The answering machine is arguably the greatest asset to modern communication of the last century. While the telephone was important, one would have to be near it in order to receive and send vital messages. The answering machine changed all of that. With this incredible invention, you could receive communications regardless of whether you took the call first hand or not, and information could be distributed far more effectively. It is almost inconceivable to imagine a world without answering machines. We have all experienced the elation of good news, or the heartbreak of a breakup message. And all of this positivity comes down to the invention, an African American inventor who literally changed the way in which we communicate.

It was 1935, and the telephone had changed the way in which people communicated, did business, and thought about the world. There was one major shortcoming though – telephone owners would have to wait around for calls, and missed calls were permanently lost. Benjamin Thornton recognized this problem, and patented a recording system that allowed people to leave the kind of messages that we all do to this very day. Thanks to the inclusion of a recording device, the caller could leave a message for the phone owner, who could then play the message back, return a call, or jot down the information. It was really a revolution. But Thornton wasn’t done yet.
The etiquette around leaving voice messages had not been developed, and novice phone owners often forgot to give complete messages in their haste and excitement. For example, an urgent message could be left, but if the speaker did not include a time or date, the urgency would be lost, and the message would be rendered ineffective. To stop this from happening, Thornton included a clock mechanism that would alert people to the time that the missed call was made, and the message left. The test of invention is in the ability to endure, and the contribution of Thornton is the epitome of this quality. This is a phenomenal concept that we would never survive without. Thank you Benjamin Thornton!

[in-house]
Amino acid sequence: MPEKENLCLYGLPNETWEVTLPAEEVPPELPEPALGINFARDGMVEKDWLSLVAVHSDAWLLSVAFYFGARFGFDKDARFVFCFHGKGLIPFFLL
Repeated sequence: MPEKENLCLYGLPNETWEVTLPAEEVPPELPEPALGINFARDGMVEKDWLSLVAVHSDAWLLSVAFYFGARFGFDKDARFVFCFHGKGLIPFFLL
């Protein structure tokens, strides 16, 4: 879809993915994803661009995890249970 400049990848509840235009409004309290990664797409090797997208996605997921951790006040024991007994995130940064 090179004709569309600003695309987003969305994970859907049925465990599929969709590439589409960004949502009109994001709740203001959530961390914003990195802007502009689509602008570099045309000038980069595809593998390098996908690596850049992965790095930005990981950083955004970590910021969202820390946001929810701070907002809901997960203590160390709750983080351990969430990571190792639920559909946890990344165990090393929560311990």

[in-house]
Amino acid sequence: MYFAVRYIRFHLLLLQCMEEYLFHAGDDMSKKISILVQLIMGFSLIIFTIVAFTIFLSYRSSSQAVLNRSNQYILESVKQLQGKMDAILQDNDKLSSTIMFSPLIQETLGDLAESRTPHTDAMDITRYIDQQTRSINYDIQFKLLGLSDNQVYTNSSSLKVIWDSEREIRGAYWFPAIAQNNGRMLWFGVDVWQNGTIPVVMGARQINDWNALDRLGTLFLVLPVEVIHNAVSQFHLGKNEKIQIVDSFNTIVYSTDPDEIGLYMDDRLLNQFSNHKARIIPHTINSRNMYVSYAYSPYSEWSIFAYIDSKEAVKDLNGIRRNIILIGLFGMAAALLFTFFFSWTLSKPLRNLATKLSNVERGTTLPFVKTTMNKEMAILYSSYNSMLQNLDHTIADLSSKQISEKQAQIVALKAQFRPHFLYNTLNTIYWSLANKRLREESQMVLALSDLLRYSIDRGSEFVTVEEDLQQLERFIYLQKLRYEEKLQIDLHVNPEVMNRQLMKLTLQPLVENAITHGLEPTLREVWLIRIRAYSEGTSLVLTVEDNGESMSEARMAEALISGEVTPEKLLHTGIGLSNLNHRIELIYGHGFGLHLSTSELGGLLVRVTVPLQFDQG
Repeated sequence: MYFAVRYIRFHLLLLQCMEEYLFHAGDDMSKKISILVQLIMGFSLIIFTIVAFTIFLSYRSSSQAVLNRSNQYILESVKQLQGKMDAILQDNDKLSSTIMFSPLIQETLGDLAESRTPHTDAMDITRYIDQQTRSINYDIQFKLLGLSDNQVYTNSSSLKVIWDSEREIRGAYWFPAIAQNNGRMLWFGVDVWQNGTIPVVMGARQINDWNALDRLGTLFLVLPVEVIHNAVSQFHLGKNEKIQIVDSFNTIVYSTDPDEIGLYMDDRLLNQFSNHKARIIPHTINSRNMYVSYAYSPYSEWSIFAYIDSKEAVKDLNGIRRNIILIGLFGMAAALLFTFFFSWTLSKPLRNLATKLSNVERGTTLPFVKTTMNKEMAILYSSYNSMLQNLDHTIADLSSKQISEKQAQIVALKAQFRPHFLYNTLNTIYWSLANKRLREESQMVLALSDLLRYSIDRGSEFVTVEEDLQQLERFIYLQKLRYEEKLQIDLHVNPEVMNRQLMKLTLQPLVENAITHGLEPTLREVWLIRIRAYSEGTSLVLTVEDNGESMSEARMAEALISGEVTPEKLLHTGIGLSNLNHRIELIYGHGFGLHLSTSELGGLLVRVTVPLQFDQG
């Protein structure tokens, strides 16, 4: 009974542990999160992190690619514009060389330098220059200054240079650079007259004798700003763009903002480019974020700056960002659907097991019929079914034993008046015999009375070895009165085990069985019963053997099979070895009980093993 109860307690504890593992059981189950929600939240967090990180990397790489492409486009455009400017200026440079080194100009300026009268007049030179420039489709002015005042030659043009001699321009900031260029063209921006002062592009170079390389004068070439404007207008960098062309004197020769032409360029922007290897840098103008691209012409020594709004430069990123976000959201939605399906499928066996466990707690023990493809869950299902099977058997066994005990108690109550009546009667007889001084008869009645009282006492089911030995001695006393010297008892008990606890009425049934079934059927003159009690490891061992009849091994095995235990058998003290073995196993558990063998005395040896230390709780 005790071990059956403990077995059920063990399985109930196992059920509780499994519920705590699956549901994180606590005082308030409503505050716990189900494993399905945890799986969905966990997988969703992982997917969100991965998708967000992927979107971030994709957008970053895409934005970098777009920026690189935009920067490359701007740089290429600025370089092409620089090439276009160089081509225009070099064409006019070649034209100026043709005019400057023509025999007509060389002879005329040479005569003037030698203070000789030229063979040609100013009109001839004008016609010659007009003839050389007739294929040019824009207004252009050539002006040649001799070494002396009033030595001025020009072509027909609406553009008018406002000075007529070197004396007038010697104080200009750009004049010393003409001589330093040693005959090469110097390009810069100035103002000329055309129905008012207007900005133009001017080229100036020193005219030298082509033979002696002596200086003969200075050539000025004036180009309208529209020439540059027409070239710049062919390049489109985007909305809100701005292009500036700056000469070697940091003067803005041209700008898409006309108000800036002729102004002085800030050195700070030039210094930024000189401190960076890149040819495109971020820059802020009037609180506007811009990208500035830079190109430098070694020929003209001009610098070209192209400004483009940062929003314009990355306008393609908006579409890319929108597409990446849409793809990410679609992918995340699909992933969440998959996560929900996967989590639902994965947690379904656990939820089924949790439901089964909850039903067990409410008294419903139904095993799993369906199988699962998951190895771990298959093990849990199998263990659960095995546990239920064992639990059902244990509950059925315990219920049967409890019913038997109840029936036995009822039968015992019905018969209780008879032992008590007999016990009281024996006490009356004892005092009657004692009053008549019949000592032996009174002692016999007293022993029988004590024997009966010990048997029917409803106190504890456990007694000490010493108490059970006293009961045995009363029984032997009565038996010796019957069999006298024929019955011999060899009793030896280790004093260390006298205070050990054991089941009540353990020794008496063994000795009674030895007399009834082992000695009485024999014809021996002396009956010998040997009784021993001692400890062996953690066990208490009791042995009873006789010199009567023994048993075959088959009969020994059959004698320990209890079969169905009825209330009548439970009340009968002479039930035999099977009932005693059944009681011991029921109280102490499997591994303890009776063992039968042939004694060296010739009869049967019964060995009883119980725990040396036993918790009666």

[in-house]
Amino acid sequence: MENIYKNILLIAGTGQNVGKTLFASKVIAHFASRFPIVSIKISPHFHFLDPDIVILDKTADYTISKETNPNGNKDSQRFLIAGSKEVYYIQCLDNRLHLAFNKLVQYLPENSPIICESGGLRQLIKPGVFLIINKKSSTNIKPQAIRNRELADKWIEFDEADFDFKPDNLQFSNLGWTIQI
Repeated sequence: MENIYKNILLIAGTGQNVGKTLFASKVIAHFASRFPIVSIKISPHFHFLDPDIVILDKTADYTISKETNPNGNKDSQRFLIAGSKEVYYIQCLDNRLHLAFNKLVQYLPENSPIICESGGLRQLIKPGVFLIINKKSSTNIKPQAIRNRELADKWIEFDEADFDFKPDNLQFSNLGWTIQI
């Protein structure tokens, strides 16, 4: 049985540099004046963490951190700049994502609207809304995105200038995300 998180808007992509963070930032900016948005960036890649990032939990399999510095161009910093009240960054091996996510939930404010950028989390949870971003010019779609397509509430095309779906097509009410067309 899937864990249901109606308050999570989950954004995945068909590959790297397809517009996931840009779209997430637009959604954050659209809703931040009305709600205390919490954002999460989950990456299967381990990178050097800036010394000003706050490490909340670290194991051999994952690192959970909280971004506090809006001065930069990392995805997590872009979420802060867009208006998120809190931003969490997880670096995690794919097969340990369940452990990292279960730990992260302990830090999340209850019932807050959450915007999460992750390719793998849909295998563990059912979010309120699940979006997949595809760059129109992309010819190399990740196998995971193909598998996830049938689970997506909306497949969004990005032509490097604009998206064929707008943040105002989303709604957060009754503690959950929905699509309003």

When you do a search on who invented the automatic answering machine usually the names of Willy Muller or Mueller and Benjamin Thornton come up.

This device used to record phone messages while the receiver remains on the telephone has been referred as an ansafone, an answerphone, or just simply the automatic telephone answering device.

To confuse matters just a little more about who invented the answering machine we find the following pictures on a site called Recording History with this information to support the possibility that Thomas Alva Edison should receive credit for the invention.

“Edison recognized the need right away, developing a technology designed for telephone recording in 1877, merely months later than the announcement of the telephone in 1876. Unfortunately, his first telephone recorder did not work, but fortunately it could be used for other purposes. He called it the phonograph. “

Then in 1900 a Danish inventor named Valdemar Poulson invented the telegraphone. It worked in recording phone messages but not automatically. Edison answered back (no pun intended) in 1914 with a gadget called the Telescribe. Then in the 1920’s several inventors worked on wax cylinder concepts including Truman Steven who patented what could be considered legitimate answering machines.

In 1935 Willy Mueller a Swiss inventor commercialized an innovative invention to replace the old technology used in telephone recording devices. His answering machine was based on clock technology and could both record and send messages. It was however a huge device standing 3 feet in height. Meanwhile in the US Benjamin Thornton makes his contribution in 1936. Ipsophon was introduced in 1936 and worked on a magnetic tape concept. This was the Benjamin Thornton contribution.

Thornton’s patents for the answering machine
• 1931 patent # 1831331 – apparatus for automatically recording phone messages
• 1932 patent # 1843849 – apparatus for automatically transmitting messages over a telephone line
Research more about black Inventors and share with your babies. Make it a champion day!

November 9 1935 Robert ” BOB” Gibson

GM – FBF – Today’s story is about one of the greatest Professional Baseball players during his era. He tunned down an opportunity to Play baseball at 17 years and instead went to college. He ensured himself to being a top prospect by starting and playing baseball and basketball which was the first for his college. He chooses baseball with the St. Louis Cardinals but also played with the Harlem Globetrotters to support his income. I saw him pitch when the Cardinals came to Philly to play the Phillies. I remember the 1961 all-star game with Mays, Aaron and Clemente in the field and Gibson on the mound. What a game. Enjoy!